Market Morning: Stocks Worth $90T, Gold Jumps, Chinese Chicken Problems, El Erian Worries

Value Of Earth’s Stock Markets Reaches $90 Trillion

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Just $910 trillion to go before we have to start using the word “quadrillion” in reference to stock valuations. The dizzying number has a lot to do with central banks around the world, which continued to print money at breakneck speed for the 11th year since the last financial crisis. In 2019, a total of $17 trillion was added to the planet’s stock markets, at least nominally, but of course if everyone tries to cash in, all of that value will vanish in a puff. The European Central Bank continues to maintain interest rates in negative territory throughout the Eurozone, and Switzerland, Japan, and parts of Scandinavia all remain in negative territory as well. Germany already has negative deposit rates and could go even deeper into negative territory in 2020. The biggest rally in equities was focused on the United States, which saw the S&P 500 (NYSEARCA:SPY) and the Dow (NYSEARCA:DIA) rise more than 20% for the year. Apple (NASDAQ:AAPL) was up 80% and Facebook (NASDAQ:FB) climbed 57%.

Precious Metals Jump Just Before Christmas

Gold (NYSEARCA:GLD) and silver (NYSEARCA:SLV) pushed higher on Christmas eve and are both up this morning, past the $1,500 mark. This could portend a bullish 2020 for precious metals as central banks may start to lose control of the monetary system in the coming decade. Byron Wien of Blackstone (NYSE:BX) says as much in a bit of an undertone, saying gold has a “chance to be an interesting investment” for next year. He didn’t say anything substantive more than that. Gold pushed through $1,500 level before falling to $1,499 at the close of Christmas Eve trade, but has now broken through again. The metal has been correcting since early September, but gold equities have been relatively steady by comparison. January has historically been one of the strongest months of gold buying, and it’s already at new all time highs in most major currencies with the exception of the US dollar.

African Swine Fever Creates Poultry Problems in China

China’s African swine fever problem that has decimated pig populations throughout the country and doubled the price of pork, so now people are moving to poultry, causing strain among Chinese chicken farmers. The price of chicken has risen by 27% due to the extra demand. The problem is that pig farmers don’t really know how to raise chickens so they are of lower quality, commanding lower prices than actual chicken farmers can afford to sell at and pricing them out of the market, further hurting the poultry supply. The swine epidemic is starting to ebb in China, but the effect on prices could still have a while to go before the market equilibrates again.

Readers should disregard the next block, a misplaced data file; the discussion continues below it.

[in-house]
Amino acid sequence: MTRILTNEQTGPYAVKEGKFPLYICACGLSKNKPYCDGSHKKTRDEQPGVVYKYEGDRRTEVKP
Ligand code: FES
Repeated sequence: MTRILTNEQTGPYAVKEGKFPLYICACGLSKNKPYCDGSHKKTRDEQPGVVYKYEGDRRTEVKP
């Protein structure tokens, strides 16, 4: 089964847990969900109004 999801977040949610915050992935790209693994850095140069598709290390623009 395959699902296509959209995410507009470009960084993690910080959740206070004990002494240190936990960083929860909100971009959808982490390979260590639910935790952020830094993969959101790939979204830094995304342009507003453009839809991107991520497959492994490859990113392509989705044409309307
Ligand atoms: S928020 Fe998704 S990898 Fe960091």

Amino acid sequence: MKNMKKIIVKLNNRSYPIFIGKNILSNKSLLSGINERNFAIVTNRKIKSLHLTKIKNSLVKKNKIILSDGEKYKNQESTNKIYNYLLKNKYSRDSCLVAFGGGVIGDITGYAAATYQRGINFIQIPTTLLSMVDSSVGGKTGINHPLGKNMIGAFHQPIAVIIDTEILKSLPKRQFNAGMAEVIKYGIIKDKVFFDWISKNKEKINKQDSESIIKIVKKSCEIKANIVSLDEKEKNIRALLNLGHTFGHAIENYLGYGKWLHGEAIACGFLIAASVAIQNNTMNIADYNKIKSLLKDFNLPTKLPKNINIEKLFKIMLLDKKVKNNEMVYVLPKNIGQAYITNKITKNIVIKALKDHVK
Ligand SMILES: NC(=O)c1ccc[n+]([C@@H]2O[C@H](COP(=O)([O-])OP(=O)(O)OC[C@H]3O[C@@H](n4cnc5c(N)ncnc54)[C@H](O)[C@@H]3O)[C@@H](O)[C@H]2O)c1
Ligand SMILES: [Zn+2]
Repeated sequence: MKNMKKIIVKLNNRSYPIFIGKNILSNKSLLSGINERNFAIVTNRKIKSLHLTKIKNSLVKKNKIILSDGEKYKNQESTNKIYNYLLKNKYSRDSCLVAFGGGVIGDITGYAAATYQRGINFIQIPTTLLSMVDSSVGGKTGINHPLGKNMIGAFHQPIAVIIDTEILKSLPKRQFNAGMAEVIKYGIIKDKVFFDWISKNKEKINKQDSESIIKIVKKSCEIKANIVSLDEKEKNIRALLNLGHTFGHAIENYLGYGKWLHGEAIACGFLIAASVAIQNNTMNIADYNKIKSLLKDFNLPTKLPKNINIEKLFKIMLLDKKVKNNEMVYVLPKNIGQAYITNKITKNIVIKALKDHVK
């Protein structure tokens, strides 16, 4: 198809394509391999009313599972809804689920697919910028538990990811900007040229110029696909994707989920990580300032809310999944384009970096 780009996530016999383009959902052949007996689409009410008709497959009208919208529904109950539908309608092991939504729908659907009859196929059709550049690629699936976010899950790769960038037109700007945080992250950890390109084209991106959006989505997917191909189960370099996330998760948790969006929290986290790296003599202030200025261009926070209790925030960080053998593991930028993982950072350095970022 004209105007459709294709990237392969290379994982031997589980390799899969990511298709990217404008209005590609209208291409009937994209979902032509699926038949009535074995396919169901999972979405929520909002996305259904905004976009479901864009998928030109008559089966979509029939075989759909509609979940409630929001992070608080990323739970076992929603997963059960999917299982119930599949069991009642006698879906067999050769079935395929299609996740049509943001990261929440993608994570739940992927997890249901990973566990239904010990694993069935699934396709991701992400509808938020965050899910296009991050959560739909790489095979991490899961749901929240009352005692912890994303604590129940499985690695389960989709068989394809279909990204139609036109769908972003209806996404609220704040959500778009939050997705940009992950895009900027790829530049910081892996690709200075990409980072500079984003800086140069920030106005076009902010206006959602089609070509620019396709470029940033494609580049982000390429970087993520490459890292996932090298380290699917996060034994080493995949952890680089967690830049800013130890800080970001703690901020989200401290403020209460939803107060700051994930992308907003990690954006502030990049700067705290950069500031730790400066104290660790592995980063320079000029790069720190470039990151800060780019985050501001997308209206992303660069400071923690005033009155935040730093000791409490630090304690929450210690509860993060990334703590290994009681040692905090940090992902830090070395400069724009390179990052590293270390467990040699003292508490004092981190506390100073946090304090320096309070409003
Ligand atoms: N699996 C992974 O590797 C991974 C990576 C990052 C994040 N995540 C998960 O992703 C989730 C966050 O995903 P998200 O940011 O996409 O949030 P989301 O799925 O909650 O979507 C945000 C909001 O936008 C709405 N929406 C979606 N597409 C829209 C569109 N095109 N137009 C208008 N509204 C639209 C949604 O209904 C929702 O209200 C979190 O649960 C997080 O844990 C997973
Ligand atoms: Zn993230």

Boeing Documents Under Review “Very Disturbing”

According to a congressional aide reviewing a batch of documents sent to Congress by Boeing (NYSE:BA), they paint a “very disturbing” picture. “Similar to other records previously disclosed by Boeing, the records appear to point to a very disturbing picture of both concerns expressed by Boeing employees about the company’s commitment to safety and efforts by some employees,” said the aide who spoke on condition of anonymity. Boeing proactively brought the documents to Congress in an effort to present full disclosure and get the 737 MAX back in the air as soon as possible. The effort may have backfired. The Justice Department already had access to these documents and is conducting a criminal investigation alongside Congress’s own efforts.

El Erian Worried About Europe Above All Else

Mohamed El Erian is leery of the future. The Allianz chief economic advisor believes the world is at a tipping point. Faith in the global economy depends on it being able to be weaned off dependence on central banks, which is pretty much impossible at this point, which El Erian pretty much admitted in so many words. Monetary policy has to be handed off to fiscal policy, he said, but was unclear if that meant spending cuts or spending increases. El Erian doesn’t see the next ten years as remotely as positive as the 2010-2020 period post financial crisis. “As good as the ‘New Normal’ was for the last ten years, I don’t think it will continue during the next ten years”, says Mr. El-Erian in an interview with The Market. He is also not particularly optimistic about the so-called phase one trade deal with China. “I’m not as optimistic as others that the mini-deal between China and the U.S. will lead to a long-term resolution. We have weaponized the economic tools, and the minute you do that, it’s very hard to step back.”

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